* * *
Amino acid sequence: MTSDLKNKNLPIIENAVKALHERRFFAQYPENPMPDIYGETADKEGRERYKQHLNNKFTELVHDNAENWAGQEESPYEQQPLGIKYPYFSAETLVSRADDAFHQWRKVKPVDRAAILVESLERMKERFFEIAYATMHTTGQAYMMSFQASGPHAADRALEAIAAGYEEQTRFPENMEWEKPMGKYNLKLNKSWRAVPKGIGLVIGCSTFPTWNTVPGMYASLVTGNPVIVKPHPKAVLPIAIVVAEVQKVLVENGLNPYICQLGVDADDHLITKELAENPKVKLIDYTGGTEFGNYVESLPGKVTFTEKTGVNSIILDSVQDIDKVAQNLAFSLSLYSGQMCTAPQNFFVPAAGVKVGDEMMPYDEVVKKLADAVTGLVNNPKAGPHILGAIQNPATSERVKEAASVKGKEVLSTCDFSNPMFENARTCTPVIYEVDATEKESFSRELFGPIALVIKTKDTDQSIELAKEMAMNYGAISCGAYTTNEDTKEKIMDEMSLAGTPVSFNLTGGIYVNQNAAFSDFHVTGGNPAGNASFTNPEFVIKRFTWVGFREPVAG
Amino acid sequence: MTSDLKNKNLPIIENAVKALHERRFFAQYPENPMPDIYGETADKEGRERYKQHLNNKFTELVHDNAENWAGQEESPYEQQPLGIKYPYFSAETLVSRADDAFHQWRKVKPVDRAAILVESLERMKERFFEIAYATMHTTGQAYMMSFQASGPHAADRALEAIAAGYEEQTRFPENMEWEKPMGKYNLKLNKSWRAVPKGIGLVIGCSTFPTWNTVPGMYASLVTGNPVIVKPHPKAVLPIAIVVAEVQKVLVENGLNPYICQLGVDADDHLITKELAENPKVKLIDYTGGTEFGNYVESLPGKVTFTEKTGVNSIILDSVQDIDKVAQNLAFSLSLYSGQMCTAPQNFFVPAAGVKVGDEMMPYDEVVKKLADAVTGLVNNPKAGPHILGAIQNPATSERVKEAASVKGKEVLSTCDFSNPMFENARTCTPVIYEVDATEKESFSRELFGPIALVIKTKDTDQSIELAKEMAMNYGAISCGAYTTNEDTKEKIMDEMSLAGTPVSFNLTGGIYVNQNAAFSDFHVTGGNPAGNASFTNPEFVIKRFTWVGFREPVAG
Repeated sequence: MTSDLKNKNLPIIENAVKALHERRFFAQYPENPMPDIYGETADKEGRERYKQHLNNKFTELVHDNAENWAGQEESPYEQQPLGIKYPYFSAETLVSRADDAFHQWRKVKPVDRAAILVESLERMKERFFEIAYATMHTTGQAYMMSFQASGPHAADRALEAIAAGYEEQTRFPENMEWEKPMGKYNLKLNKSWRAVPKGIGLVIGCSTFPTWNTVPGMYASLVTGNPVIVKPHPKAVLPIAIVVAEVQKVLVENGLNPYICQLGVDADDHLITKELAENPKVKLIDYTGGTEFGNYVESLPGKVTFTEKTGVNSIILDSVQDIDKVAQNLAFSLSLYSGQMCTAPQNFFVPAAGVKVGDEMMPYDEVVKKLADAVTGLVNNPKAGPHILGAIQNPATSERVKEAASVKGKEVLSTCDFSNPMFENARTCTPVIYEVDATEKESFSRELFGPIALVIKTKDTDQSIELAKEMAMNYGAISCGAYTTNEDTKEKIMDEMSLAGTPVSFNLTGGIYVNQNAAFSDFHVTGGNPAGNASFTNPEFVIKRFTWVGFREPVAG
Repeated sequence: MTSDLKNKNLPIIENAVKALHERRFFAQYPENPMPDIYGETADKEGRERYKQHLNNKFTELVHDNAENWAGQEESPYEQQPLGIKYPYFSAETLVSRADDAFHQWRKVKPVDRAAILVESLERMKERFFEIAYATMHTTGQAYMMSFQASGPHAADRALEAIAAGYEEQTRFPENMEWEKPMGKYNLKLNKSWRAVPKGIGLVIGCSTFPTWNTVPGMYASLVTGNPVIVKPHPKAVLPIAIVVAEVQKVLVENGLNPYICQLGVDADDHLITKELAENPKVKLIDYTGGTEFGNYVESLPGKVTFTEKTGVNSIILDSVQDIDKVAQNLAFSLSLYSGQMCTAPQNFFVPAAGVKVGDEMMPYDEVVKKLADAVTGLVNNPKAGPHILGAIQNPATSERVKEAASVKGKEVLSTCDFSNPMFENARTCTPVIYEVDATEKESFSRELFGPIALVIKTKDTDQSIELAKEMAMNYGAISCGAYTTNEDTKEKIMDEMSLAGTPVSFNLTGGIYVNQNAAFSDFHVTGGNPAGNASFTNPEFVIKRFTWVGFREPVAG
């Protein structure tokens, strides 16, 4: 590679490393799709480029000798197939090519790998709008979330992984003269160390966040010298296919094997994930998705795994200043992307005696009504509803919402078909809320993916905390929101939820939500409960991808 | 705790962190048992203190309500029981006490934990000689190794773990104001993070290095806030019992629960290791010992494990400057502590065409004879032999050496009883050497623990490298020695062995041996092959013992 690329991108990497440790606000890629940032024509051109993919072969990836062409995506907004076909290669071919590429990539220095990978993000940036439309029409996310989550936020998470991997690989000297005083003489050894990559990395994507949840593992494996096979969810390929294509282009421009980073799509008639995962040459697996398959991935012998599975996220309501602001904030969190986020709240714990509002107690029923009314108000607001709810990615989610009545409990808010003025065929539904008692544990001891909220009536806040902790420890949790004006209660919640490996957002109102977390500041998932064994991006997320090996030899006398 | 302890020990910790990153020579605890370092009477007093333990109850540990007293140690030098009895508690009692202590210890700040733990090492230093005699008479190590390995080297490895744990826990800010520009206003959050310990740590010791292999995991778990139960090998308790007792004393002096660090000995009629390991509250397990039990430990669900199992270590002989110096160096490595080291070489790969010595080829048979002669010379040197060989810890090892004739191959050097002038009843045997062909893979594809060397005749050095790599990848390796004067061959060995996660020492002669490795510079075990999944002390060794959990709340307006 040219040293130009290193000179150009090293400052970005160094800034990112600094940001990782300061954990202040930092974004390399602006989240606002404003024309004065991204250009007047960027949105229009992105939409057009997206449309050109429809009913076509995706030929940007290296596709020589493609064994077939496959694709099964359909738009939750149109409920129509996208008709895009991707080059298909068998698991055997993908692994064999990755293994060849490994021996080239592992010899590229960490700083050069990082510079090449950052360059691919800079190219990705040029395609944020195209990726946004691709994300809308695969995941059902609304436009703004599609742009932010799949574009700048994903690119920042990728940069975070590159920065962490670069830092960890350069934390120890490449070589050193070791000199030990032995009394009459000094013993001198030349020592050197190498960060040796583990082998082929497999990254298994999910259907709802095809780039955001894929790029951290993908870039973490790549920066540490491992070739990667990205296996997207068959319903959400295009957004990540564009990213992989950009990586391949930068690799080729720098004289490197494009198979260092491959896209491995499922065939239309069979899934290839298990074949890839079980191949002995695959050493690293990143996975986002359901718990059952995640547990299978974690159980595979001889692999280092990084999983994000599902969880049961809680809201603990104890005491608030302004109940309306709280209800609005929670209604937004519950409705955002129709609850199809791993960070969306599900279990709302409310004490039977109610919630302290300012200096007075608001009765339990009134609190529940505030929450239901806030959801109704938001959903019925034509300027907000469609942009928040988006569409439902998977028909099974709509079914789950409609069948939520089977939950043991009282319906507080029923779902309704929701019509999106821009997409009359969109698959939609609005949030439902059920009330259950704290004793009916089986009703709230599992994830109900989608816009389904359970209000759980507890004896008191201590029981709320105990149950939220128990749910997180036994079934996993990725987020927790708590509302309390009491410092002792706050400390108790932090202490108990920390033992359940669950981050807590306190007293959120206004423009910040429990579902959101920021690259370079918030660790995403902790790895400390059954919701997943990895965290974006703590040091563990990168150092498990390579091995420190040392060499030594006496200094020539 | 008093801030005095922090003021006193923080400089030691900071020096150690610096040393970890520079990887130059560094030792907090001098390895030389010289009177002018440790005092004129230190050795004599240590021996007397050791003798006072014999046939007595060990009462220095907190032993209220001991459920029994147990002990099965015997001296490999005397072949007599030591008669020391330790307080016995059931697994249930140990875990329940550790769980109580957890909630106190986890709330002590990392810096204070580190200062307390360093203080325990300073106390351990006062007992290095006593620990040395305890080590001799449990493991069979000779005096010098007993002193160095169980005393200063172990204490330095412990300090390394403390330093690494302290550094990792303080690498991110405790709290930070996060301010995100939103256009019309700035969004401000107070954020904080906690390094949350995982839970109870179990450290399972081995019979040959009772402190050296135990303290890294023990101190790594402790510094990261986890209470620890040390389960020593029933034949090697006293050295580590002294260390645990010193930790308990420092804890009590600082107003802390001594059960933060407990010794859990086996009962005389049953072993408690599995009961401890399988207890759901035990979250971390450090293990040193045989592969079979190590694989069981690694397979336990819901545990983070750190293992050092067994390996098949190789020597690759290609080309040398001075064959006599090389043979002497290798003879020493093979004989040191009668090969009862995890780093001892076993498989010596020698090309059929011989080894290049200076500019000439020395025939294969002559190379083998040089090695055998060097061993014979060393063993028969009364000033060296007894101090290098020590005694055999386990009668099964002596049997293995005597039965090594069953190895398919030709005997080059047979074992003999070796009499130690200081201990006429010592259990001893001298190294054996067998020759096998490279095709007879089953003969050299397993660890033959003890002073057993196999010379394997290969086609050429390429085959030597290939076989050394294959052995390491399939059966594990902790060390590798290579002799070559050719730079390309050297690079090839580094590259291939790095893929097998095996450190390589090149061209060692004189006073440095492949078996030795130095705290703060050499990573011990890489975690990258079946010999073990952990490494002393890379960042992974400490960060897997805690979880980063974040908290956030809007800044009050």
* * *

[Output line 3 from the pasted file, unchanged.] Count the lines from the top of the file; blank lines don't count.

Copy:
Repeated sequence: MTSDLKNKNLPIIENAVKALHERRFFAQYPENPMPDIYGETADKEGRERYKQHLNNKFTELVHDNAENWAGQEESPYEQQPLGIKYPYFSAETLVSRADDAFHQWRKVKPVDRAAILVESLERMKERFFEIAYATMHTTGQAYMMSFQASGPHAADRALEAIAAGYEEQTRFPENMEWEKPMGKYNLKLNKSWRAVPKGIGLVIGCSTFPTWNTVPGMYASLVTGNPVIVKPHPKAVLPIAIVVAEVQKVLVENGLNPYICQLGVDADDHLITKELAENPKVKLIDYTGGTEFGNYVESLPGKVTFTEKTGVNSIILDSVQDIDKVAQNLAFSLSLYSGQMCTAPQNFFVPAAGVKVGDEMMPYDEVVKKLADAVTGLVNNPKAGPHILGAIQNPATSERVKEAASVKGKEVLSTCDFSNPMFENARTCTPVIYEVDATEKESFSRELFGPIALVIKTKDTDQSIELAKEMAMNYGAISCGAYTTNEDTKEKIMDEMSLAGTPVSFNLTGGIYVNQNAAFSDFHVTGGNPAGNASFTNPEFVIKRFTWVGFREPVAG